More than 50 organizations from across the ideological spectrum joined The Constitution Project in voicing strong opposition to two separate Patriot Act proposals being offered by Senate Intelligence Committee Chairman Richard Burr (R-N.C.) and Sen. Dianne Feinstein (D-Calif.), the panel’s ranking member. In a letter delivered to Senate leadership on May 28, the groups said the separate offerings fail to properly address overly broad surveillance activities, and would weaken privacy, civil liberties, and the digital economy.
“Both bills contain flaws and omissions that are incompatible with the goal of stopping domestic bulk collection [and] do not require any public disclosure of critical Foreign Intelligence Surveillance Court rulings that contain novel or significant interpretations of law … These proposals are unviable, ineffective, and do not offer a path forward,” the groups wrote.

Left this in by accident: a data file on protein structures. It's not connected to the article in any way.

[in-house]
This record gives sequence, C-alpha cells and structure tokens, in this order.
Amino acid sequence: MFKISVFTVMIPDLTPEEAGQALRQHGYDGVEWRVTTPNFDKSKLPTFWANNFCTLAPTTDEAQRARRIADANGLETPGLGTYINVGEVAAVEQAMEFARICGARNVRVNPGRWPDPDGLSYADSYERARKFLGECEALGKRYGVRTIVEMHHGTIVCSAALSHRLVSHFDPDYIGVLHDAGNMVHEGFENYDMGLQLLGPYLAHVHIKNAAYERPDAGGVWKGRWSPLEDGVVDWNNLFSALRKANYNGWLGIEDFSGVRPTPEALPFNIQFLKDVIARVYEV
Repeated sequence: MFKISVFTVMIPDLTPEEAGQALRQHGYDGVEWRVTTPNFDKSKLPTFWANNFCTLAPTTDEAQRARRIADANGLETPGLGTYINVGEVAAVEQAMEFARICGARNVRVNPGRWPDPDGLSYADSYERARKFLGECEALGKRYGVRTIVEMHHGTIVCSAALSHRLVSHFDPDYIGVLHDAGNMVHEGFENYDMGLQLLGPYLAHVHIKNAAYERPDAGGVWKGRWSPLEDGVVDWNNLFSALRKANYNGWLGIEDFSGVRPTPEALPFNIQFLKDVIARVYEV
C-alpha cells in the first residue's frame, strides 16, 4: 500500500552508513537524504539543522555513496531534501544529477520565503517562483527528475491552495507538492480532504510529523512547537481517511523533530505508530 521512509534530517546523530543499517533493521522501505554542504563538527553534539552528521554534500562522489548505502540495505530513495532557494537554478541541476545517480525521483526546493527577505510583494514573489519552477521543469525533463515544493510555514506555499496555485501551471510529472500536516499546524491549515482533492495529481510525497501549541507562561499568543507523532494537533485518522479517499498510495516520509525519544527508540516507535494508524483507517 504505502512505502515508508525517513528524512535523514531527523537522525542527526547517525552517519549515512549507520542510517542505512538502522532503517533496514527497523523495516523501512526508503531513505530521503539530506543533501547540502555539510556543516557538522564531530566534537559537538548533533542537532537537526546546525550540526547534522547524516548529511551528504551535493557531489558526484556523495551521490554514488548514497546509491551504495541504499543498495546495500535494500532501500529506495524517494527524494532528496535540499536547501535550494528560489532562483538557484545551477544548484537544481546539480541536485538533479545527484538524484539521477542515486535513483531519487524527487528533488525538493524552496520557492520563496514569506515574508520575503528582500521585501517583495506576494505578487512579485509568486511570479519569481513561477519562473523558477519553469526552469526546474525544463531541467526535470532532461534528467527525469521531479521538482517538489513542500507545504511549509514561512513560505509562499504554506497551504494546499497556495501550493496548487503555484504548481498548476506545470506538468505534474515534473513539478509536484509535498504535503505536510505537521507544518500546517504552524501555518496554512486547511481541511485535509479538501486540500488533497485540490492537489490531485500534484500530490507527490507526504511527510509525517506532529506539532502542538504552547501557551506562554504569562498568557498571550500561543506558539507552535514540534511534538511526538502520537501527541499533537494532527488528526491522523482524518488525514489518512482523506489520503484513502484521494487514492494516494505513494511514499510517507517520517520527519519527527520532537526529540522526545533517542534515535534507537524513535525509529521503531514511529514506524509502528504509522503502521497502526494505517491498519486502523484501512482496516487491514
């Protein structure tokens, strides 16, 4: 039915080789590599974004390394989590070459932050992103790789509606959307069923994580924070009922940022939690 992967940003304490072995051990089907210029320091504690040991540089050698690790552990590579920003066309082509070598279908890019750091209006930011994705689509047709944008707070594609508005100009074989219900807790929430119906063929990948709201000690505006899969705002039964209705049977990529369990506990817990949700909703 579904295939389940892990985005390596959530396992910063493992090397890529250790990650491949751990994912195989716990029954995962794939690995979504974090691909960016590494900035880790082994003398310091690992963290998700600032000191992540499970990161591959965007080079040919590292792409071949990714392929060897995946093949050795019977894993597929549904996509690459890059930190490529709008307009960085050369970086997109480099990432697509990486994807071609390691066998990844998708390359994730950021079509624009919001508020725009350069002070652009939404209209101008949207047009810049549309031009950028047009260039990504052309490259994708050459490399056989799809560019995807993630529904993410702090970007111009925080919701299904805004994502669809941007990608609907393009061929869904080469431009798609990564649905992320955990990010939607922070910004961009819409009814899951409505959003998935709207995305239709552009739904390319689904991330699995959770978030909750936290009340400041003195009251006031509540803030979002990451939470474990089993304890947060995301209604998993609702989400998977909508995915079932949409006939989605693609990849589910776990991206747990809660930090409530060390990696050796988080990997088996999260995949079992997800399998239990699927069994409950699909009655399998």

Burr and Feinstein are characterizing their proposals as “compromise” surveillance reform legislation. However, the USA Freedom Act is already a carefully crafted compromise that enjoys broad bipartisan, bicameral support. Neither of the proposals from Burr or Feinstein ends bulk collection of phone data, nor do they provide much needed transparency. Further information on the flaws in the two proposals is available here and here. Moreover, the chief sponsors of the USA Freedom Act have indicated the House will not support a watered-down version of the bill.